[datum] initial public push (IPP)

Vicente Romero vicente.romero at oracle.com
Wed Nov 8 14:00:57 UTC 2017

yes, interesting idea Tagir, we have to think about it


On 11/08/2017 06:15 AM, Maurizio Cimadamore wrote:
> That's a nice idea - not sure if @Override is the right name for it 
> (after all, it's not overriding anything, it's more of an explicit 
> definition), but some mechanism like that would be helpful, yes.
> Maurizio
> On 08/11/17 05:35, Tagir Valeev wrote:
>> Hello!
>> Thank you for pushing this!
>>> If the user provides any of the above members explicitly, it will be 
>>> used instead of the default defined by the compiler
>> Suppose we provide an explicit getter implementation. How can we
>> assert an intention to override the default implementation, so we will
>> get a compilation error if later field name is changed, but method
>> name stays the same? Can we use @Override on the getter?
>> With best regards,
>> Tagir Valeev.
>> On Wed, Nov 8, 2017 at 1:11 AM, Vicente Romero
>> <vicente.romero at oracle.com> wrote:
>>> Hi all,
>>> We have just made public the development of data classes [1]. The
>>> development will continue in the "datum" branch in the amber repo 
>>> [2]. Data
>>> classes allow for more compact class declarations. Basically for 
>>> classes for
>>> which the state of the class can be declared in the class header. 
>>> The basic,
>>> informal, data class syntax is:
>>>    __datum Name(Fields) { BODY } or for a body-less data class:
>>>      __datum Name(Fields);
>>> here Fields is a list of fields, and each field can be:
>>> [@Annos] [ __nonfinal ] type name
>>> *Note:* __datum and __nonfinal are just place holders, the final 
>>> keyword to
>>> be used is still to be defined
>>> The fields are implicitly lifted onto fields of the class, with the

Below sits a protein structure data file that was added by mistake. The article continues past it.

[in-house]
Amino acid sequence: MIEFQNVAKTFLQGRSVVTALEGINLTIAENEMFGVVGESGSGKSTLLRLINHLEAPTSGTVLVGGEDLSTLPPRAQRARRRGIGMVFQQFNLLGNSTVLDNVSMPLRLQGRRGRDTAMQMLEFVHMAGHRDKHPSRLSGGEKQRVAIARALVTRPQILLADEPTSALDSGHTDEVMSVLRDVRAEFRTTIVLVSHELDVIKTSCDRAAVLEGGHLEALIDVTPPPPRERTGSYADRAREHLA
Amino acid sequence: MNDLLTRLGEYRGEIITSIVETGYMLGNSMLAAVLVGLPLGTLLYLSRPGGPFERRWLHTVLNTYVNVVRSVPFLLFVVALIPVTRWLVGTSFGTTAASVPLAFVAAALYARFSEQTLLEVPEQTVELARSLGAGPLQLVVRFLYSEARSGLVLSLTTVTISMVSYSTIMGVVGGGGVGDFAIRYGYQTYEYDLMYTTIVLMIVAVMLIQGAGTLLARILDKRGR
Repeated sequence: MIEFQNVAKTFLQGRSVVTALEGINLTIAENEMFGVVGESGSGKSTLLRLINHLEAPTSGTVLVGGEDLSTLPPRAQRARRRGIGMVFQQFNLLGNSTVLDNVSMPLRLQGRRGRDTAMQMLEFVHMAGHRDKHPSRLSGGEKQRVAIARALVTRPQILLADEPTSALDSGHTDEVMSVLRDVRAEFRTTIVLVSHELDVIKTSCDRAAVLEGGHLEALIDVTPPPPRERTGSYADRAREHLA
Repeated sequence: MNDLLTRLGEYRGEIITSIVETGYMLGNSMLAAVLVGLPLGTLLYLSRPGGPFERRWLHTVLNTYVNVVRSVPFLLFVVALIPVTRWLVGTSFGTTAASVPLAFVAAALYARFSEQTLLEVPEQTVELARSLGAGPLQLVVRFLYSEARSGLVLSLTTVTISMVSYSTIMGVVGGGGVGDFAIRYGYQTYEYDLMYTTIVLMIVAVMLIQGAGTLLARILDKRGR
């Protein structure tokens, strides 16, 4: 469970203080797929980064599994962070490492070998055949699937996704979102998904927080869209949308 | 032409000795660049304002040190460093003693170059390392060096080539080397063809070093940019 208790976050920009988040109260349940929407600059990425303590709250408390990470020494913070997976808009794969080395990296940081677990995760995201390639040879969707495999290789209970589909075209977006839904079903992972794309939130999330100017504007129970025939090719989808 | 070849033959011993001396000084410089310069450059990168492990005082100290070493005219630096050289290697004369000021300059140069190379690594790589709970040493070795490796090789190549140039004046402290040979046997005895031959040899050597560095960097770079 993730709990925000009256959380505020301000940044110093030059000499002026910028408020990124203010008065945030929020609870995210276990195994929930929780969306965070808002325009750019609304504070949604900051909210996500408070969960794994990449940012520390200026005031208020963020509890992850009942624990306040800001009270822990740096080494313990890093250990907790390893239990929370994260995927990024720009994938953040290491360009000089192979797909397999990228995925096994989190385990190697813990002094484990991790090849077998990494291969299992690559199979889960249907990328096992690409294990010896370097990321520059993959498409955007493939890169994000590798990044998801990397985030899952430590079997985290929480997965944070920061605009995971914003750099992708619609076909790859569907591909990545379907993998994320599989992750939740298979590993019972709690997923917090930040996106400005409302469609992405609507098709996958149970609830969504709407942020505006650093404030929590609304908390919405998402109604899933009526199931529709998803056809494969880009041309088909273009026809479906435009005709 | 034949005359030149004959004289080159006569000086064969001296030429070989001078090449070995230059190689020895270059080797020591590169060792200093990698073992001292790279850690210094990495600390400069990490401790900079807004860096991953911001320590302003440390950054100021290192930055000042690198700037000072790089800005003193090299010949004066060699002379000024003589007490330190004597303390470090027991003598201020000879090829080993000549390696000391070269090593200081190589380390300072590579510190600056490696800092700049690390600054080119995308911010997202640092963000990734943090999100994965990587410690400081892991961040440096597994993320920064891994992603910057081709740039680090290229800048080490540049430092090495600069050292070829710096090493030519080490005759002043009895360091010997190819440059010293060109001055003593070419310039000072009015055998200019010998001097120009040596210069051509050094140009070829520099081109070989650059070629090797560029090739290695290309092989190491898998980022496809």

>>> default
>>> accessibility of "package final", unless noted as non-final. Any 
>>> additional
>>> field declarations in the body are prohibited. Non-abstract data 
>>> classes are
>>> final. Data classes can be generic and can implement arbitrary 
>>> interfaces.
>>> Every non-abstract data class acquires:
>>>   - a public constructor that takes fields in the order specified by 
>>> the
>>> field list, and initializes all fields;
>>>   - public getters for each field, whose name is same as the field;
>>>   - public equals(), hashCode(), and toString().
>>> If the user provides any of the above members explicitly, it will be 
>>> used
>>> instead of the default defined by the compiler. Abstract data 
>>> classes are
>>> permitted; but they get only a public constructor.  By default the 
>>> field
>>> access of abstract data classes is protected and they are final.  In
>>> addition, data classes can extend abstract data classes. Also, data 
>>> classes
>>> with no parent class have the new class java.lang.DataClass as its 
>>> parent.
>>> Extension looks like:
>>> abstract __datum X(int x);
>>>      __datum Y(int x, int y) extends X(int x);
>>> that is, the fields of X must be a proper prefix (arity, name, and 
>>> types) of
>>> Y's fields. For example the compiler won't accept this declaration 
>>> for Bad
>>> data class:
>>>      abstract __datum Sup(int x, int y);
>>>      __datum Bad(int x, int y, int z) extends Sup(x, z); // field name
>>> mismatch should be Sup(x, y)
>>> The current implementation doesn't allow data classes with an empty 
>>> list of
>>> fields, so:
>>>      __datum D2();  // compiler error
>>> we can relax this constraint in the future if there are sensible use 
>>> cases
>>> for which it makes sense to declare an empty data class.
>>> Please try it out and get back to us with your feedback!
>>> Thanks,
>>> Vicente
>>> PS. this code is under active development and bugs are being chased 
>>> out but
>>> still lurking, thanks a lot in advance for any bug report!
>>> [1] http://hg.openjdk.java.net/amber/amber/rev/04260073c6bd
>>> [2] http://hg.openjdk.java.net/amber/amber

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